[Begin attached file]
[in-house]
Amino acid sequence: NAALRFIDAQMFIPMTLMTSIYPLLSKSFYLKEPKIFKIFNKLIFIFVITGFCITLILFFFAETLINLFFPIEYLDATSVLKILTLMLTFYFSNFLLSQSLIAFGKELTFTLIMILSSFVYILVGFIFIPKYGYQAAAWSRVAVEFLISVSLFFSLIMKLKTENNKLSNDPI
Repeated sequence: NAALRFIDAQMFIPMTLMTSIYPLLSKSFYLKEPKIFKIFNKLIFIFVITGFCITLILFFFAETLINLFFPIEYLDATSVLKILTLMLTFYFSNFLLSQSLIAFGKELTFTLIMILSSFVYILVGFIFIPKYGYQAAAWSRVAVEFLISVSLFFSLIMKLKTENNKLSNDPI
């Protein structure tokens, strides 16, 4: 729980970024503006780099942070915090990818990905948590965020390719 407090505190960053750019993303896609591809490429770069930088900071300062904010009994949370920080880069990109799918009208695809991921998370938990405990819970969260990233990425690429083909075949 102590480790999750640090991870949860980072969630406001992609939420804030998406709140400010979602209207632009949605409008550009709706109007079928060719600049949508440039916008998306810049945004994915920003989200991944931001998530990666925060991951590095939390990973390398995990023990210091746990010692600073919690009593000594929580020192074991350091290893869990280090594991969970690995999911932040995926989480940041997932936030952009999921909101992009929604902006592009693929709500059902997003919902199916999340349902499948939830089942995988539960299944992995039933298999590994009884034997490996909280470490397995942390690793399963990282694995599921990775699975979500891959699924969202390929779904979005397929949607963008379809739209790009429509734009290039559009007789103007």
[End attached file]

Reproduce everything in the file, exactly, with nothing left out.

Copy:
[in-house]
Amino acid sequence: NAALRFIDAQMFIPMTLMTSIYPLLSKSFYLKEPKIFKIFNKLIFIFVITGFCITLILFFFAETLINLFFPIEYLDATSVLKILTLMLTFYFSNFLLSQSLIAFGKELTFTLIMILSSFVYILVGFIFIPKYGYQAAAWSRVAVEFLISVSLFFSLIMKLKTENNKLSNDPI
Repeated sequence: NAALRFIDAQMFIPMTLMTSIYPLLSKSFYLKEPKIFKIFNKLIFIFVITGFCITLILFFFAETLINLFFPIEYLDATSVLKILTLMLTFYFSNFLLSQSLIAFGKELTFTLIMILSSFVYILVGFIFIPKYGYQAAAWSRVAVEFLISVSLFFSLIMKLKTENNKLSNDPI
């Protein structure tokens, strides 16, 4: 729980970024503006780099942070915090990818990905948590965020390719 407090505190960053750019993303896609591809490429770069930088900071300062904010009994949370920080880069990109799918009208695809991921998370938990405990819970969260990233990425690429083909075949 102590480790999750640090991870949860980072969630406001992609939420804030998406709140400010979602209207632009949605409008550009709706109007079928060719600049949508440039916008998306810049945004994915920003989200991944931001998530990666925060991951590095939390990973390398995990023990210091746990010692600073919690009593000594929580020192074991350091290893869990280090594991969970690995999911932040995926989480940041997932936030952009999921909101992009929604902006592009693929709500059902997003919902199916999340349902499948939830089942995988539960299944992995039933298999590994009884034997490996909280470490397995942390690793399963990282694995599921990775699975979500891959699924969202390929779904979005397929949607963008379809739209790009429509734009290039559009007789103007």